|Occupation||Model, manager, event planner|
|Known for||Being ex-wife of John McCain|
|Spouse(s)||Alasdair E. Swanson (m. 1958–64)
John McCain (m. 1965; d. 1980)
Carol Shepp McCain (born 1937 or 1938) is a former model, director of the White House Visitors Office, and event planner. She was the first wife of United States Senator and two-time presidential candidate John McCain.
Early life and first marriage
Carol Shepp grew up in Philadelphia, Pennsylvania. She first knew John McCain while he was attending the United States Naval Academy in Annapolis from 1954 to 1958. In 1958 she married one of his midshipman classmates, Alasdair E. Swanson, who had been a football and basketball star there. She and her husband, who became a Navy pilot, had two children, Douglas (born 1959) and Andrew (born 1962), and lived in Pensacola, Florida. The couple subsequently divorced in June 1964, after she sued him for infidelity. Five feet eight inches in height, Shepp was a successful swimsuit model and runway model for Jantzen swimwear in Philadelphia.
Second marriage and years with John McCain
Shepp met McCain again when he was stationed at the Naval Air Basic Training Command at Pensacola, Florida in 1964, and they began dating after her first divorce. On July 3, 1965, Shepp married McCain in Philadelphia. The following year, John McCain adopted her two children. The McCains then had a daughter named Sidney in September 1966.
John McCain was shot down and badly injured over North Vietnam on October 26, 1967, beginning what would be five and a half years as a prisoner of war. During his captivity she raised their children by herself in Orange Park, Florida, with the assistance of friends and neighbors in the Navy-oriented community. She sent frequent letters and packages to him, few of which the North Vietnamese let through. She became active in the POW/MIA movement, while those around her wore bracelets with her husband's name and capture date on them.
While visiting her family in Philadelphia on Christmas Eve 1969, Carol McCain was driving alone in snowy, icy conditions. Approaching an intersection on an isolated country road, she skidded and struck a telephone pole, was thrown from the car into the snow, and went into shock. Some time later, she was found and taken to Bryn Mawr Hospital; she had two smashed legs, a broken pelvis, broken arm, and ruptured spleen. She spent six months in the hospital, and over the course of the next two years had 23 operations, which rebuilt her legs with rods and pins, as well as extensive physical therapy. She did not tell her husband about the accident in her letters to him, believing he already had enough to worry about, and the U.S. State Department told a surgeon who operated upon her not to mention anything to the press, lest it worsen his treatment in captivity. Businessman and POW advocate Ross Perot paid for Carol's medical care and she remained grateful to him, later saying: "The military families are in Ross's heart and in his soul ... There are millions of us who are extremely grateful to Ross Perot." Years after John found out about Perot's help, he said "we loved him for it." Carol was interviewed on the CBS Evening News in 1970, and said Christmas had no meaning for her without her husband present, but that she carried on with it for the sake of their children.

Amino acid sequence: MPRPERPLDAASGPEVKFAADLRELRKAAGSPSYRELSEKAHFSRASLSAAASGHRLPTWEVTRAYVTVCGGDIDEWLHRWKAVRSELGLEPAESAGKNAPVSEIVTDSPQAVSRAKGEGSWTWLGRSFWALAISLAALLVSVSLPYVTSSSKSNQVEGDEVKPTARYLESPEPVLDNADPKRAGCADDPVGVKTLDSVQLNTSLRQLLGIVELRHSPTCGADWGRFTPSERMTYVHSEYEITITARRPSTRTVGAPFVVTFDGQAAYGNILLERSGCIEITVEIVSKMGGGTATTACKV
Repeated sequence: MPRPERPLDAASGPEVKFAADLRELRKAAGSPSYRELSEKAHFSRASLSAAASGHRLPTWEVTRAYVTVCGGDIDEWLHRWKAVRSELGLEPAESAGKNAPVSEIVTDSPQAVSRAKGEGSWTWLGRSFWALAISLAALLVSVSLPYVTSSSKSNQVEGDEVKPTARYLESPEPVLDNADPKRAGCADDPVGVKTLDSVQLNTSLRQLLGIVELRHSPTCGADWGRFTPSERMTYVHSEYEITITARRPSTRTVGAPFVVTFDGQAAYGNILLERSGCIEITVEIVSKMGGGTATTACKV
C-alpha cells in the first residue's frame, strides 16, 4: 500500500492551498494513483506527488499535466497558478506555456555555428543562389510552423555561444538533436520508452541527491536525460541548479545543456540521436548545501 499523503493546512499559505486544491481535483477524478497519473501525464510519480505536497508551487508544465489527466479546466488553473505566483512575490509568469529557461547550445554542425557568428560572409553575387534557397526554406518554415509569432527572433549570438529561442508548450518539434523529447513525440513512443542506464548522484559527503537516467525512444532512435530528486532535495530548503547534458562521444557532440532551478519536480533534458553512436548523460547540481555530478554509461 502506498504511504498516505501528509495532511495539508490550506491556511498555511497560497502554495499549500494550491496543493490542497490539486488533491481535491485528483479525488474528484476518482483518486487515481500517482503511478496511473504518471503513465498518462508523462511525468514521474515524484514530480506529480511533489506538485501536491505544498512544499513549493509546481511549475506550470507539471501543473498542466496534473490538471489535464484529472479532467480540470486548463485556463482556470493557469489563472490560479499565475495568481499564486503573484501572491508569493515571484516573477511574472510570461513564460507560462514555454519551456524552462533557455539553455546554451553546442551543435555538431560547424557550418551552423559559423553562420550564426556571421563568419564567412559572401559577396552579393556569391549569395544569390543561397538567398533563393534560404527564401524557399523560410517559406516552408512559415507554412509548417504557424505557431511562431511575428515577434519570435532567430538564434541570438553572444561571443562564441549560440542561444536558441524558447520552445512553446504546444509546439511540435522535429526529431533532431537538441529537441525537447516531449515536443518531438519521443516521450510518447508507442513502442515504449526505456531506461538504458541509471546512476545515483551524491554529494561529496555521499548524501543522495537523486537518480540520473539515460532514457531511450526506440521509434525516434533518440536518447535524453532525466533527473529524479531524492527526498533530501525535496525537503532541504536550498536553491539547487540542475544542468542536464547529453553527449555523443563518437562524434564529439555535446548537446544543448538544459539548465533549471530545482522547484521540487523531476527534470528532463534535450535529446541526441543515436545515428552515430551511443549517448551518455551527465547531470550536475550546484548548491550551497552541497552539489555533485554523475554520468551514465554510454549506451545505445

The McCains were reunited upon his release from captivity on March 14, 1973. She was now four inches (ten centimeters) shorter, in a wheelchair or on crutches, and substantially heavier than when he had last seen her; he was also visibly hampered by his injuries and the mistreatment he had endured from the North Vietnamese. The McCains became frequent guests of honor at dinners hosted by Governor of California Ronald Reagan and his wife Nancy Reagan, and the two couples became friendly. Carol McCain was Clay County, Florida director for Reagan's 1976 presidential campaign, as he sought the Republican Party nomination. During John McCain's assignment as executive officer and commanding officer of the VA-174 squadron located at Naval Air Station Cecil Field outside Jacksonville, Florida, the couple led an active social life together, entertaining other naval personnel at their Orange Park home and Ponte Vedra beach house. However, the McCains' marriage began to falter as he had extramarital affairs.
John McCain's next assignment was to the Senate Liaison Office within the Navy's Office of Legislative Affairs. The McCains separated briefly, then rejoined. His job was aided by the social life the couple conducted, entertaining Navy, government, and other people three to four nights a week at their Alexandria, Virginia home. During this time she worked for Congressman John H. Rousselot. By 1979, the McCains were still living together. In April 1979, John McCain met and began a relationship with Cindy Lou Hensley, an Arizona special education teacher and Hensley & Co. heiress.
John McCain pushed to end the marriage; Carol McCain was described by friends as being in shock from the developments. The McCains stopped cohabiting in January 1980; John McCain filed for a divorce in February 1980, which Carol McCain accepted at that time. When asked by a friend what had gone wrong, she said, "It's just one of those things." After she did not respond to court summonses, the uncontested divorce became official in Fort Walton Beach, Florida on April 2, 1980.